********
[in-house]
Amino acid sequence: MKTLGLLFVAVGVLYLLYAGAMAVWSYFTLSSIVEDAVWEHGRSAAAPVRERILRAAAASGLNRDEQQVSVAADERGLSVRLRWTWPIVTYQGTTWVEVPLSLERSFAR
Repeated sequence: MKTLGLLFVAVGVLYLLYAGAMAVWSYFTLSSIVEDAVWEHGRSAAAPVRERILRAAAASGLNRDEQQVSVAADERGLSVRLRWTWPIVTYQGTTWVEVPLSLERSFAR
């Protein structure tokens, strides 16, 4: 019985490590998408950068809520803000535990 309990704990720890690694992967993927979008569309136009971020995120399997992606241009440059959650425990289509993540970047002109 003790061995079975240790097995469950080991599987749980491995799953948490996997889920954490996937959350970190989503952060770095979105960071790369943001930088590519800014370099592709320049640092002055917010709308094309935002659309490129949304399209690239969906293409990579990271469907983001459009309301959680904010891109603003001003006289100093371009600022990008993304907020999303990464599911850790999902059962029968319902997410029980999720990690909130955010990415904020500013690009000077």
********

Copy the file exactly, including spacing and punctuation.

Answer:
[in-house]
Amino acid sequence: MKTLGLLFVAVGVLYLLYAGAMAVWSYFTLSSIVEDAVWEHGRSAAAPVRERILRAAAASGLNRDEQQVSVAADERGLSVRLRWTWPIVTYQGTTWVEVPLSLERSFAR
Repeated sequence: MKTLGLLFVAVGVLYLLYAGAMAVWSYFTLSSIVEDAVWEHGRSAAAPVRERILRAAAASGLNRDEQQVSVAADERGLSVRLRWTWPIVTYQGTTWVEVPLSLERSFAR
């Protein structure tokens, strides 16, 4: 019985490590998408950068809520803000535990 309990704990720890690694992967993927979008569309136009971020995120399997992606241009440059959650425990289509993540970047002109 003790061995079975240790097995469950080991599987749980491995799953948490996997889920954490996937959350970190989503952060770095979105960071790369943001930088590519800014370099592709320049640092002055917010709308094309935002659309490129949304399209690239969906293409990579990271469907983001459009309301959680904010891109603003001003006289100093371009600022990008993304907020999303990464599911850790999902059962029968319902997410029980999720990690909130955010990415904020500013690009000077």